This past week the big buzz around the cloth diaper community is the spotting of a CLOTH DIAPER at Target. That’s right, Pampers Pure released the Pampers Pure Hybrid Cloth Diaper earlier this month.
In 2020, Charlie Banana was purchased by Proctor and Gamble. I think we can safely say, that cloth diapering is going mainstream. It’s gonna happy.
We have now seen a Tide Cloth Diaper Detergent released under a collaboration with Charlie Banana, expanding this mainstream reach and influence of Charlie Banana in the industry.
About Pampers Pure Hybrid Diaper
The Pampers Pure Protection Hybrid Diaper is a mouthful. That’s not an easily identifiable brand. Let’s just call it the Pampers Cloth Diaper for ease of use. I think we could use a naming issue there.
The Pampers Cloth Diaper is a hybrid diaper. There are hybrid fitted cloth diapers (like those made by Lilly & Frank) and then there are hybrid diapers that use a mix of cloth and disposable.
This hybrid diaper is one that is half cloth, half disposable, and can be mix and matched for the perfect diapering experience for your family. The Pampers Pure is only sold with disposable inserts and a reusable cloth diaper cover.
The cloth diaper cover features the patent Charlie Banana toggles. We can only assume it’s a similar product to the Charlie Banana disposable inserts and cover. Check out the reviews I did on these products when I had babies in diapers.
- Charlie Banana Diaper – Going on a Staycation
- This is not a formal review of the product. I will have to make that happen.
- Truth be told, I find the toggles to be difficult to work with.
- Charlie Banana Disposable Inserts Review
Pampers Cloth Diaper Details
- Cloth Diaper Cover is available at $24.99 direct from Target.
- Trial kit of 1 cover, 13 inserts starts at $29.99
- Cover is a one size fits most
- internal straps with sizing for adjustments (no external snaps)
- Fleece lined?!
- PUL exterior
- waist snaps with a three waist and
- Inserts are disposable – free of elemental chlorine, fragrances, paragons and
- features disposable gusset design.
- plant based liner with shea butter
- StayPut stickers to stick into the diaper
- No option for cloth? Is that even a hybrid?
First impressions as a cloth diaper author, enthusiast and supporter?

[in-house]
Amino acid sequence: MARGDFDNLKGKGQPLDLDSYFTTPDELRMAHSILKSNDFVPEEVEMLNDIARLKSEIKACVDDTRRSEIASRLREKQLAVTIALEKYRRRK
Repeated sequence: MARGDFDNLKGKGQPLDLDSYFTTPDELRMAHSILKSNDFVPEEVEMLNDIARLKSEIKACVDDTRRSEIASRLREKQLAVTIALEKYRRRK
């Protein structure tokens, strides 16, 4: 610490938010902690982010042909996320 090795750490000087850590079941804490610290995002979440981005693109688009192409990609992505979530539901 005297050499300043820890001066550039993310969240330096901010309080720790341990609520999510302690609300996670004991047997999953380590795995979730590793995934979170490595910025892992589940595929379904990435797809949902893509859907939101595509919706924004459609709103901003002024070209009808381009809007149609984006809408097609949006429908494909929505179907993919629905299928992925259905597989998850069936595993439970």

The person who reviews cloth diapers every month to learn and understand changes in the industry — ya me, not just any old mom blogger, but one who specializes in cloth diapering to the point where she has an entire career made out of reviewing diapers
- The reusable cover is expensive. Where most cloth diaper brands are trying to find ways to reduce the economics of diapering as Diaper Need sores in the United States, Pampers Pure slid in offering a product targeted at a specific group of families with extra money to spend.
- Seriously, the price point is out for lunch here. Yes, I’m thrilled we have cloth diapers in target, but the average cloth diaper cost in the USA is $15-20/each – cheapies are less than $10. I don’t know of any cloth diaper cover sold without inserts priced at above $20.
- Missed opportunity with the features of the hybrid diaper. This diaper consists of multiple features that I just wouldn’t put into a hybrid cloth diaper. Maybe that’s the point? But considering it’s 2021 and cloth diaper brands are being more creative than ever, this diaper smashed together 2010 cloth diapering tricks and created something with obvious pitfalls.
- Fleece as the lining of the hybrid diaper, or a cloth diaper cover, is a terrible choice. The material should be wipeable like the popular Esembly Baby system. Most cloth diaper families AVOID using lined covers multiple times. And sure, I love a lined cloth diaper cover, Charlie Banana fleece might not be the top choice – maybe AWJ? Seude?